Dave’s December Bird Chatter
December is the month for the annual Christmas Bird Count. Now in its 116th year, it is fun and adventurous. There are always a number of rare or unusual birds that are sighted. If you can participate in the field, it can be rewarding. If not, perhaps you will watch your feeders on count day and report the birds you see. Often times, counting birds at backyard bird feeders is the difference between a successful count and an average count since it allows many more individuals and families to participate. Become a citizen scientist and provide valuable data so biologists can determine the state of our birds. In February Wild Bird Habitat will be promoting another bird count where biologists rely on citizens across North America to observe and provide information on birds. The 15th Annual Great Backyard Bird Count will be February 12 to 15, 2015.
It has been a relatively mild autumn across the Great Plains. Due to the above seasonal temperatures birds have required less energy than they will need in the upcoming colder times. Natural foods remain abundant and birds will make every effort to take advantage of those resources. But the birds have become more active at feeders with the recent colder weather combined with the ice and snow. Northern snow storms have driven more Dark-eyed Juncos and Goldfinch south and they seem plentiful. The remaining snow geese are on the move as Arctic fronts begin pushing south. We are at the end of fall migration as many birds are settling in for the long anticipated winter.
If you do not have a finch feeder now would be a great time to add one to your bird feeding program. If you already feed the finches you may want to consider adding a second finch feeder especially if the Pine Siskins appear in large numbers this winter. Thistle feeders are specialized bird feeders for feeding Nyjer thistle seed, a favorite food of finches. Make certain the thistle seed is fresh. Hulled sunflower seed in a seed tube bird feeder is also highly attractive. You may want to try using a finch mix in your thistle feeders. If you use a finch mix, make certain you can keep it out of reach of squirrels as the fine sunflower chips will get their attention. But be careful as all finch mixes are NOT created equal. Check the label on any finch mix you purchase. You may be surprised to see such products as Canary Grass seed, red millet and other added filler seeds not attractive to finches. Finch mixes at Wild Bird Habitat do not contain any filler seeds. Our finch mix is a combination of 50% fresh Nyjer thistle and 50% fine sunflower hearts highly attractive to finches.
Nyjer thistle seed at Wild Bird Habitat may cost a bit more than at other outlets, but the Nyjer we offer has been triple cleaned to remove dust and debris along with any immature seeds that the finch will reject. You can tell the difference in how dark and shiny Wild Bird Habitat’s Nyjer thistle seed is compared to other brands. All our wild bird feeds are delivered fresh on a weekly basis and rotated to assure a quality product to attract more birds. There is no pesticides used on our wild bird feeds and it is all non GMO (genetically Hulled sunflower seed in a seed tube bird feeder is also highly attractive. You may want to try using a finch mix in your thistle feeders. If you use a finch mix make certain you can keep it out of reach of squirrels. But be careful. All finch mixes are NOT created equal. Check the label on any finch mix. You may be surprised to see such products as Canary Grass seed, red millet and other added filler seeds not attractive to finches. Finch mixes at Wild Bird Habitat do not contain any filler seeds. Our finch mix is a combination of 50% fresh Nyjer thistle and 50% fine sunflower hearts highly attractive to finches.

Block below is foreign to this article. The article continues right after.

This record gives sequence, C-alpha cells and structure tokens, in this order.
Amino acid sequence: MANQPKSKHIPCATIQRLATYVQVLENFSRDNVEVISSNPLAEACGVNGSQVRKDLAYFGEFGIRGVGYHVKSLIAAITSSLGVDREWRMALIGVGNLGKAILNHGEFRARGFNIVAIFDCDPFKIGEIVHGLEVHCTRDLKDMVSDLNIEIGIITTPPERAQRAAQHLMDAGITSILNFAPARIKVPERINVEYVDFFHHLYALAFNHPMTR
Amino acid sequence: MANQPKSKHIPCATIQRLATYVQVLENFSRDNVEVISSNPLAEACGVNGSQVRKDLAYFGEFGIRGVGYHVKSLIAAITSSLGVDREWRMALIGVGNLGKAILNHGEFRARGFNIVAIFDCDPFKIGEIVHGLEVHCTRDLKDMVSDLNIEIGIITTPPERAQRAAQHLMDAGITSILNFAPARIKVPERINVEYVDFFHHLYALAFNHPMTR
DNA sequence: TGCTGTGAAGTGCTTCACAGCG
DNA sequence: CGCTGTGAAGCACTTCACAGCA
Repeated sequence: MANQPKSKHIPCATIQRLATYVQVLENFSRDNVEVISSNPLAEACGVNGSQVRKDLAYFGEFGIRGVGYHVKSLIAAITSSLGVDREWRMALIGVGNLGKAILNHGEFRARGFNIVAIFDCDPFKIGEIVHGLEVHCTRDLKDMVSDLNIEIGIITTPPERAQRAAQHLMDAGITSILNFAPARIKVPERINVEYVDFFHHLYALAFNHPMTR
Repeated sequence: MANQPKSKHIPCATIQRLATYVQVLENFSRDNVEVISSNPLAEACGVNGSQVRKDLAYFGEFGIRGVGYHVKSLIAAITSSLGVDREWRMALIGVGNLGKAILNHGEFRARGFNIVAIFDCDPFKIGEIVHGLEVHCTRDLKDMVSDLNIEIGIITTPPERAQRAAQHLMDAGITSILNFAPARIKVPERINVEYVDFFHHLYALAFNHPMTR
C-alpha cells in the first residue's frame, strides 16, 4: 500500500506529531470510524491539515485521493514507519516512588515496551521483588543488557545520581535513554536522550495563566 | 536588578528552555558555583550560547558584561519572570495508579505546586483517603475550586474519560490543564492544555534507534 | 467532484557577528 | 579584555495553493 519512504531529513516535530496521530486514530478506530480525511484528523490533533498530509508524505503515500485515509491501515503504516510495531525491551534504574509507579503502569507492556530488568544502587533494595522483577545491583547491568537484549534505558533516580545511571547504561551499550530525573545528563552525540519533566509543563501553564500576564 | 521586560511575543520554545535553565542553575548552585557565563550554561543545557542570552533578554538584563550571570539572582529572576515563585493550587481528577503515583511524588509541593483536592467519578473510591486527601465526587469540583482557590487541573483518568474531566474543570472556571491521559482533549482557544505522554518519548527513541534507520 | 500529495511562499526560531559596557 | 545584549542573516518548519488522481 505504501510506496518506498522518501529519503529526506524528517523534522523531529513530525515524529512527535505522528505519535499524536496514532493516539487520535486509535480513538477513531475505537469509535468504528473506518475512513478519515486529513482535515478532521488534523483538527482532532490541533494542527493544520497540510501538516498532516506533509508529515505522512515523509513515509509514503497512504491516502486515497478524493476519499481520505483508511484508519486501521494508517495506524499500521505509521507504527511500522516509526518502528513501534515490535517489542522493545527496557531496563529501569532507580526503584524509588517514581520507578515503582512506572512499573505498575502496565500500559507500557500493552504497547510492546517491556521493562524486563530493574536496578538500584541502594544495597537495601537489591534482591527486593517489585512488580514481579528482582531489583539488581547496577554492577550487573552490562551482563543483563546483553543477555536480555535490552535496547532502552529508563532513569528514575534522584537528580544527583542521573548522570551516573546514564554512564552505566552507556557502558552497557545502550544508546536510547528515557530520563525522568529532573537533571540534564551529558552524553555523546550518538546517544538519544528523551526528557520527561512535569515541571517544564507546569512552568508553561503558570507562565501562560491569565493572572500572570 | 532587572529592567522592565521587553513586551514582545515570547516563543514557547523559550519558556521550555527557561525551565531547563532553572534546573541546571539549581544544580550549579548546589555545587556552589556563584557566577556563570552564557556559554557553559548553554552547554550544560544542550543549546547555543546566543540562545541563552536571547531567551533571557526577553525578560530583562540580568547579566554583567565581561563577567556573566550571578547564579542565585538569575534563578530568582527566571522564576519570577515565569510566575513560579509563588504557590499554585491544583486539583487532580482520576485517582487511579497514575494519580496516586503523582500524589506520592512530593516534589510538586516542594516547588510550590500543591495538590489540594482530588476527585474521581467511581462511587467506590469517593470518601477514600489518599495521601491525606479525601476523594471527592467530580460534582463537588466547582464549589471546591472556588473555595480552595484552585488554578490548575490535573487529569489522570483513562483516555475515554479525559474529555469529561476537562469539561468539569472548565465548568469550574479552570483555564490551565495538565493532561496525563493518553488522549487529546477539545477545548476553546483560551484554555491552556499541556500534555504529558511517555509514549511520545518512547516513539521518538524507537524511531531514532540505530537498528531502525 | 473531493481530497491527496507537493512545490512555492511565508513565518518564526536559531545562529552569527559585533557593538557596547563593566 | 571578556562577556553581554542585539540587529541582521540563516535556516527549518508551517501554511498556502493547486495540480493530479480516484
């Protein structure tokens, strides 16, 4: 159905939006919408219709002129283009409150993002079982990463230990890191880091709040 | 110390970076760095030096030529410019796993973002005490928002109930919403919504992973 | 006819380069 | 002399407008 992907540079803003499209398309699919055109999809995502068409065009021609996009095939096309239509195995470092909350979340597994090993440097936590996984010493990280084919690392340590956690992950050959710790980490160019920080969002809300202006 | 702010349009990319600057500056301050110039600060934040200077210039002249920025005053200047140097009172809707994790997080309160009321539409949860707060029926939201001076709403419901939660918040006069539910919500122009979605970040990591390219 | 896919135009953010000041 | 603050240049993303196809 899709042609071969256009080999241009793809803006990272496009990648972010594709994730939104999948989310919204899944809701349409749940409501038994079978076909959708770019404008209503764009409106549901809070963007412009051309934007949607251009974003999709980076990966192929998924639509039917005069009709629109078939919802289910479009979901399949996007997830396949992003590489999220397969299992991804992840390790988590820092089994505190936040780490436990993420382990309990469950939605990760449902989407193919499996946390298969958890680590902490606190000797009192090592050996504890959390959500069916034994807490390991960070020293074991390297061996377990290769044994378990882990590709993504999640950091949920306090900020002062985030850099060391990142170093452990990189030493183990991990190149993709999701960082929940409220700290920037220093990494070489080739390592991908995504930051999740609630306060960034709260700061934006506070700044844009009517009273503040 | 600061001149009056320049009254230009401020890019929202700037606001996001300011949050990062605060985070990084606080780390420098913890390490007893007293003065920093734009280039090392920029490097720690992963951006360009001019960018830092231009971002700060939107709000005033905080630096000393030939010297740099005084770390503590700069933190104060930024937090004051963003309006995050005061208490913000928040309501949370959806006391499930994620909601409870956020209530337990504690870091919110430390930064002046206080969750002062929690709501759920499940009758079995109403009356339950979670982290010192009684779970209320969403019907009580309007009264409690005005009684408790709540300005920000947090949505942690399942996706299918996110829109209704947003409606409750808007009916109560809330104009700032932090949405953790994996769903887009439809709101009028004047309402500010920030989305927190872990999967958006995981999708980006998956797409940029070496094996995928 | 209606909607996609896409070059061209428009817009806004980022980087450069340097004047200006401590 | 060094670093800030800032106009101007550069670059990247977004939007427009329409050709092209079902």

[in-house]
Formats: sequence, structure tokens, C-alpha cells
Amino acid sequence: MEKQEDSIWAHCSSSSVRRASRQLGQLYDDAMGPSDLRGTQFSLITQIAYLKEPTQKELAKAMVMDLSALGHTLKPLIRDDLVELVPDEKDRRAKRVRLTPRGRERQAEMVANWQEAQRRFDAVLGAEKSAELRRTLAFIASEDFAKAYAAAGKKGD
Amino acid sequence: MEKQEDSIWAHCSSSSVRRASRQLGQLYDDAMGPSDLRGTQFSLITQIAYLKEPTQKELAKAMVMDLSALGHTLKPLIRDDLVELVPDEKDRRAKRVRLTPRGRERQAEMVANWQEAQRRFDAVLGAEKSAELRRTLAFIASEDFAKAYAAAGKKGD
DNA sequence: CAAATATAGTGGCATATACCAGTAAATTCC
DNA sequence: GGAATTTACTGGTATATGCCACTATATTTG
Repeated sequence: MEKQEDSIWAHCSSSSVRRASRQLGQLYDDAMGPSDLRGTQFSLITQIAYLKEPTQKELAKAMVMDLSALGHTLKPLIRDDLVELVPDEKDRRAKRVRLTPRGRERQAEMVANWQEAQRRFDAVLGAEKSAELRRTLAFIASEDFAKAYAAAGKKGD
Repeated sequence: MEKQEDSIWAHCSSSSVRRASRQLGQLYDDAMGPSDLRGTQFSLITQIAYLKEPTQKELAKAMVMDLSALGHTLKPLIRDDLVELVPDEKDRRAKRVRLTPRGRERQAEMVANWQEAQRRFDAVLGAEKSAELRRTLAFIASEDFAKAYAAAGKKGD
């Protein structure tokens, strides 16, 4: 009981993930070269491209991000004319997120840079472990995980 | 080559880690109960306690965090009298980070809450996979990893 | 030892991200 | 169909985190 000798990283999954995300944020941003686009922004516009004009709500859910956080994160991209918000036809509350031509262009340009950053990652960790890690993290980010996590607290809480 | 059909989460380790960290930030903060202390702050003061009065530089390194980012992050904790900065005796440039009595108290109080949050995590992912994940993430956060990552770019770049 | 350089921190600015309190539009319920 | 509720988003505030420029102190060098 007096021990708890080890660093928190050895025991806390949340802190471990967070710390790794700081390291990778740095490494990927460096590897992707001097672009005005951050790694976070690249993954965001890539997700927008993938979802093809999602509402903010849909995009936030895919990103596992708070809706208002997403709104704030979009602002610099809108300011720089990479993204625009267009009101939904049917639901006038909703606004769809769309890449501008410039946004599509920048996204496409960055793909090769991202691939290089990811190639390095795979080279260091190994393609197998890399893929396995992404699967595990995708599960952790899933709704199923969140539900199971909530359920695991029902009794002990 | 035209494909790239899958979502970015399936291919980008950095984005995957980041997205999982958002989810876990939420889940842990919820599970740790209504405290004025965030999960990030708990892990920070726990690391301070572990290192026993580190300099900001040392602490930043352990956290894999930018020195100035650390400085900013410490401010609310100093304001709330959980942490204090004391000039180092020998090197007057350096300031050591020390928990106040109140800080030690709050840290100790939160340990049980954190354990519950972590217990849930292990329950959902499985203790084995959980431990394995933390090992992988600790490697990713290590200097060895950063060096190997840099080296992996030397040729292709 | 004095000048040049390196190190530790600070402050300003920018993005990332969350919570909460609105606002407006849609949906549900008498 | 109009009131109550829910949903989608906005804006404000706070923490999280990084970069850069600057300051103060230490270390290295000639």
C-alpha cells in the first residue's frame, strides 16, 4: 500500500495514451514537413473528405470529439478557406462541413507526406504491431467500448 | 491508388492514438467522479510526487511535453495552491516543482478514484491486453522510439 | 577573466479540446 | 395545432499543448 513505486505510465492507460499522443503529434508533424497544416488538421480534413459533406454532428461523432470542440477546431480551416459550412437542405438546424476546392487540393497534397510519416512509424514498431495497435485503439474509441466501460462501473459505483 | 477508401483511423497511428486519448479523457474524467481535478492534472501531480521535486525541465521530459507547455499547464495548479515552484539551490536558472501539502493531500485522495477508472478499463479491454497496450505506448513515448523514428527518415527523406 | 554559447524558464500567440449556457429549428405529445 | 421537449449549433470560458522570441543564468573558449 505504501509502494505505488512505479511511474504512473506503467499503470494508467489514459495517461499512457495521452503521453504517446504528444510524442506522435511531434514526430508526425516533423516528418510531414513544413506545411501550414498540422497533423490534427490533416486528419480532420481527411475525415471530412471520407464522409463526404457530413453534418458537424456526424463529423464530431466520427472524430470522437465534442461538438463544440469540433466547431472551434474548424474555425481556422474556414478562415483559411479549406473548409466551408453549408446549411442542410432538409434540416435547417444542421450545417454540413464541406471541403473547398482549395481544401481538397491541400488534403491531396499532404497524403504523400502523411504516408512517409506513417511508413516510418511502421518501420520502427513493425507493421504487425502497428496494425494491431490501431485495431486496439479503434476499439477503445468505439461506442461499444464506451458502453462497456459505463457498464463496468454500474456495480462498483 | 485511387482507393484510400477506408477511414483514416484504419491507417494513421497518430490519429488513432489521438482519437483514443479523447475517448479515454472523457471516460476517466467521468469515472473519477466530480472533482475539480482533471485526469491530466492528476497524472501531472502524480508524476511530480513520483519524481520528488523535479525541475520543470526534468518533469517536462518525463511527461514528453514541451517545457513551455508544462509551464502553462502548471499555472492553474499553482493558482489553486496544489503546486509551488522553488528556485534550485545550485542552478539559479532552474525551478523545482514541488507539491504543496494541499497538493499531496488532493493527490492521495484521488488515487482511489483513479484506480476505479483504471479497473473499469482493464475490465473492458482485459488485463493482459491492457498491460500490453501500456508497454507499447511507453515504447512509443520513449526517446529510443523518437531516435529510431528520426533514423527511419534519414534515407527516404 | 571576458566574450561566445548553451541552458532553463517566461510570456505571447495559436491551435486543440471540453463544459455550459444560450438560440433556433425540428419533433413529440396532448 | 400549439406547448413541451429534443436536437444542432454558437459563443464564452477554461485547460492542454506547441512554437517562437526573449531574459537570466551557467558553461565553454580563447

Occasionally an article surfaces that people may be making birds lazy by offering them supplement foods. That has been proven to be far from the truth. Birds are opportunistic. They take advantage of our kindness when we offer them food in our backyards, and research shows it does not impact their natural ability to find food in the wild. In fact it has been documented that the survival rate of birds during the harsh winter months is consistent and often enhanced when supplemental foods are made available. Birds have little body fat to store energy, and when the temperatures plummet, they are a mere thirty six hours from starvation relying solely on the foods they consume during the daylight hours. So keep the feeders filled. Add another feeder to your bird feeding program. Birds do benefit from humans providing sources of food, adding bird houses for nesting and shelter, and planting habitat. In return birds provide us with a relaxing and educational lifelong experience.
Remember that water becomes scarce during extremely cold weather. Keep fresh water for your birds all winter long. This may be a good time to invest in a bird bath heater or heated bird bath if you haven’t already. Most of these products carry up to a three year warranty and are well worth the cost. You’ll be surprised at how many more birds you will attract with open water.
Christmas is a great time to get a friend or relative interested in feeding birds by giving them a gift of a backyard bird feeder. When having friends or relatives over for the Holiday point out the birds that are visiting your feeders. Your excitement will surely wear off on them and it may inspire them to begin feeding birds. Have your children, grandchildren, nieces or nephews sit down with you and watch the birds. You’d be surprised how interested they are to watch nature if given the opportunity and how observant they become. It’s a great way to relax and unwind during the Holidays and helps us to remember that the spirit of the season is about life on earth, the joy of family, and the natural world we are a part of.